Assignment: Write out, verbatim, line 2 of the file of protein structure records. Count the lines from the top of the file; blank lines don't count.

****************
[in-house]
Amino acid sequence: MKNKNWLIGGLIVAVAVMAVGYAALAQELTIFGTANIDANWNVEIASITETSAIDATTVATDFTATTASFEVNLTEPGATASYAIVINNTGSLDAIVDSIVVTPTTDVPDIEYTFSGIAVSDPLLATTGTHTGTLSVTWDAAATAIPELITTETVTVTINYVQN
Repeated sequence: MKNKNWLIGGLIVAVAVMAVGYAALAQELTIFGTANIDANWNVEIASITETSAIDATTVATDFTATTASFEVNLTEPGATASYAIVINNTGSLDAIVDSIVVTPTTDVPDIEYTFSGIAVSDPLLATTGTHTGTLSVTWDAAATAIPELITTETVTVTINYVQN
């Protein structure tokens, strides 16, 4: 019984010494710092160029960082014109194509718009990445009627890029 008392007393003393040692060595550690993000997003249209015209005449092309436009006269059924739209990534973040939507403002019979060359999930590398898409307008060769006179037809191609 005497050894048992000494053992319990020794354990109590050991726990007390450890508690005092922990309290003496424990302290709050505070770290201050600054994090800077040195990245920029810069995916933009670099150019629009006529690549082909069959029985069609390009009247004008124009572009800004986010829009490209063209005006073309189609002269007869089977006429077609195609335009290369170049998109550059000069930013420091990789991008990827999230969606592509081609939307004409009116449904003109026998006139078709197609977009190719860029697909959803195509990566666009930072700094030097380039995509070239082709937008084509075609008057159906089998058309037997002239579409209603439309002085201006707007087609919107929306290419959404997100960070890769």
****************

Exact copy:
Amino acid sequence: MKNKNWLIGGLIVAVAVMAVGYAALAQELTIFGTANIDANWNVEIASITETSAIDATTVATDFTATTASFEVNLTEPGATASYAIVINNTGSLDAIVDSIVVTPTTDVPDIEYTFSGIAVSDPLLATTGTHTGTLSVTWDAAATAIPELITTETVTVTINYVQN